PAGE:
Today, the first micro-skills related to using the bunny slope carpet lift were quickly repeatable and therefore easy and took little time to master. Therefore, I had extra time during the hour of practice I’d allotted daily to work on building out additional micro-skill building blocks. (to see why I’m only devoting 60-80 minutes/day to my practice sessions, see “Wrapping the Myelin Sheath”)
This is the thing – the intensive, single-focused practice allows you to quickly get in, complete your practice session and have the deep satisfaction of laying down individual micro-skills and assembling skill sequences of greater and greater complexity quickly – a concept I like to call… GO-SLOW-TO-TO-GO-FAST!! (see “Go Slow To Go Fast” )
With the Rapid Skill Transfer Protocol, small initial skill transfer segments take time to master – compared to traditional instruction, it may seem slow-going, tedious, like you’re never going to make any significant progress. But, then you suddenly reach a euphoric critical mass point where progress ramps up very quickly, at an almost blistering pace – that’s when you get hooked!! Practice then becomes addictive, self-reinforcing and then your skill really starts to take off.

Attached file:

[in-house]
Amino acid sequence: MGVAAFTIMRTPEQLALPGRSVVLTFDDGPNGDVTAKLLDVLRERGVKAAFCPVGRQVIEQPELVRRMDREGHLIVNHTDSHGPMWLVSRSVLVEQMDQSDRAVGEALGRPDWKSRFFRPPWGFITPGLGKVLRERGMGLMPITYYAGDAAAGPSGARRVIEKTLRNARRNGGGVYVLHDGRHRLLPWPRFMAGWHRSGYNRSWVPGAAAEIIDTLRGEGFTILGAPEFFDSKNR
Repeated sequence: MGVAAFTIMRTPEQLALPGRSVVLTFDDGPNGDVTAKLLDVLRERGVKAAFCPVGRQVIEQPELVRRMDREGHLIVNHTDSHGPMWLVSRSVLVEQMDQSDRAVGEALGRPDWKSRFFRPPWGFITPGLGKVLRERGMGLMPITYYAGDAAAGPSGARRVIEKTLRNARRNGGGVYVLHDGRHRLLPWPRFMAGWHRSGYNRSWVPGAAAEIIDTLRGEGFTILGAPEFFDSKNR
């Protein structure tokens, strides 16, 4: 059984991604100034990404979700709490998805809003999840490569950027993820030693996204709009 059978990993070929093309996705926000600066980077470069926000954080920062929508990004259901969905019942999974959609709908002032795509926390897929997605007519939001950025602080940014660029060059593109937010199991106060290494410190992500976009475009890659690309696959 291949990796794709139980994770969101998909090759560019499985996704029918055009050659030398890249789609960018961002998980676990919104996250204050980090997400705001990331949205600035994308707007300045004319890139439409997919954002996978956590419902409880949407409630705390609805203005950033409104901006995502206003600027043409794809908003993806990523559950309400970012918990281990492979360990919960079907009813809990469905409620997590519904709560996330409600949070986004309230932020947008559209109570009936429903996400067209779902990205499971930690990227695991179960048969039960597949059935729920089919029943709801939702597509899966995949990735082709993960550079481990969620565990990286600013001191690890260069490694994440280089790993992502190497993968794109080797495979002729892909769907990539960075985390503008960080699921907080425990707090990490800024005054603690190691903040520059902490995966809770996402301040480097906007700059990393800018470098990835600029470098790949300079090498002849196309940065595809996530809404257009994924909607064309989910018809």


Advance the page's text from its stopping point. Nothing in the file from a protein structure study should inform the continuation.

So, back to snowboarding – the next micro-skills I tackled had to do with very basic movements. They look so simple, but are the solid foundation that I needed to build in order to ramp up my skill set quickly.
Tomorrow I’ll be repeating today’s work and adding in some additional foundation skills, like J-turns (see “Testing, Testing RSTP Theory – Snowboarding, PART 3” )